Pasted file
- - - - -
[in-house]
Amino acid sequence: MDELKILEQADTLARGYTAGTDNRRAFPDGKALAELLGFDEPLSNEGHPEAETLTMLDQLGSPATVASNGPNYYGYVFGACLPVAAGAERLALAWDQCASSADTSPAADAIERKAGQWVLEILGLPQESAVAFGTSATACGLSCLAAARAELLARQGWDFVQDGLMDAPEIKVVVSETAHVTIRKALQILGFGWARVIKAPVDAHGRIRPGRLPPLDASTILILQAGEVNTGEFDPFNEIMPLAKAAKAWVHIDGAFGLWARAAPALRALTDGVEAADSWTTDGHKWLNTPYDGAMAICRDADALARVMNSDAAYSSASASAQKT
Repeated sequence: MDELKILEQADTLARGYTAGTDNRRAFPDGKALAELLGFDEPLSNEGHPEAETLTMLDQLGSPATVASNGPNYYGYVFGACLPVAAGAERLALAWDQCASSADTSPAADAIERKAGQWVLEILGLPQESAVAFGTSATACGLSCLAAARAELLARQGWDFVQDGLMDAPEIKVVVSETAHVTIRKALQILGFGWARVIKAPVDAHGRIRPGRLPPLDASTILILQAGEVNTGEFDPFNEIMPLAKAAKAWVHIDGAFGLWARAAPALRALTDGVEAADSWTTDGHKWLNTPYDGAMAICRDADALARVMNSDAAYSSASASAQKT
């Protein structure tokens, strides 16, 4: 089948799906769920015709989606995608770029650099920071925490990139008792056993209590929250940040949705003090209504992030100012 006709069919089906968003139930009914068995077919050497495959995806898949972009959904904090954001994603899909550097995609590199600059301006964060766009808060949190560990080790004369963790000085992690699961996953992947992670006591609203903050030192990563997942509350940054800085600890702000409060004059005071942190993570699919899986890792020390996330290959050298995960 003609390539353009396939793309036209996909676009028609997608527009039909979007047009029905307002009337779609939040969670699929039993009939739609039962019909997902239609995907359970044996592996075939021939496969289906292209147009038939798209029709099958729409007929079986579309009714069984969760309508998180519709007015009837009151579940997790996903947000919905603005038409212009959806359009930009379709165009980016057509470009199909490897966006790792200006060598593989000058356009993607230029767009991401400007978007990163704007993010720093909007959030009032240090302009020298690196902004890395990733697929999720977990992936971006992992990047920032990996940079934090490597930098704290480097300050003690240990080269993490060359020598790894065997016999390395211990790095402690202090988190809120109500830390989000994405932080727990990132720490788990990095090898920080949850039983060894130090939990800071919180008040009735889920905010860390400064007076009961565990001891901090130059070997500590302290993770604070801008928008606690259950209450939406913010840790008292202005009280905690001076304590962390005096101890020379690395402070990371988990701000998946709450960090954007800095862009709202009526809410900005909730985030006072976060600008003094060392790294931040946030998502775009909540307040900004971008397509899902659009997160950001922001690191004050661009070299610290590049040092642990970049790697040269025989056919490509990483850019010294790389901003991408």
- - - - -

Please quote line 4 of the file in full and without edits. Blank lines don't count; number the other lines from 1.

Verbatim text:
């Protein structure tokens, strides 16, 4: 089948799906769920015709989606995608770029650099920071925490990139008792056993209590929250940040949705003090209504992030100012 006709069919089906968003139930009914068995077919050497495959995806898949972009959904904090954001994603899909550097995609590199600059301006964060766009808060949190560990080790004369963790000085992690699961996953992947992670006591609203903050030192990563997942509350940054800085600890702000409060004059005071942190993570699919899986890792020390996330290959050298995960 003609390539353009396939793309036209996909676009028609997608527009039909979007047009029905307002009337779609939040969670699929039993009939739609039962019909997902239609995907359970044996592996075939021939496969289906292209147009038939798209029709099958729409007929079986579309009714069984969760309508998180519709007015009837009151579940997790996903947000919905603005038409212009959806359009930009379709165009980016057509470009199909490897966006790792200006060598593989000058356009993607230029767009991401400007978007990163704007993010720093909007959030009032240090302009020298690196902004890395990733697929999720977990992936971006992992990047920032990996940079934090490597930098704290480097300050003690240990080269993490060359020598790894065997016999390395211990790095402690202090988190809120109500830390989000994405932080727990990132720490788990990095090898920080949850039983060894130090939990800071919180008040009735889920905010860390400064007076009961565990001891901090130059070997500590302290993770604070801008928008606690259950209450939406913010840790008292202005009280905690001076304590962390005096101890020379690395402070990371988990701000998946709450960090954007800095862009709202009526809410900005909730985030006072976060600008003094060392790294931040946030998502775009909540307040900004971008397509899902659009997160950001922001690191004050661009070299610290590049040092642990970049790697040269025989056919490509990483850019010294790389901003991408």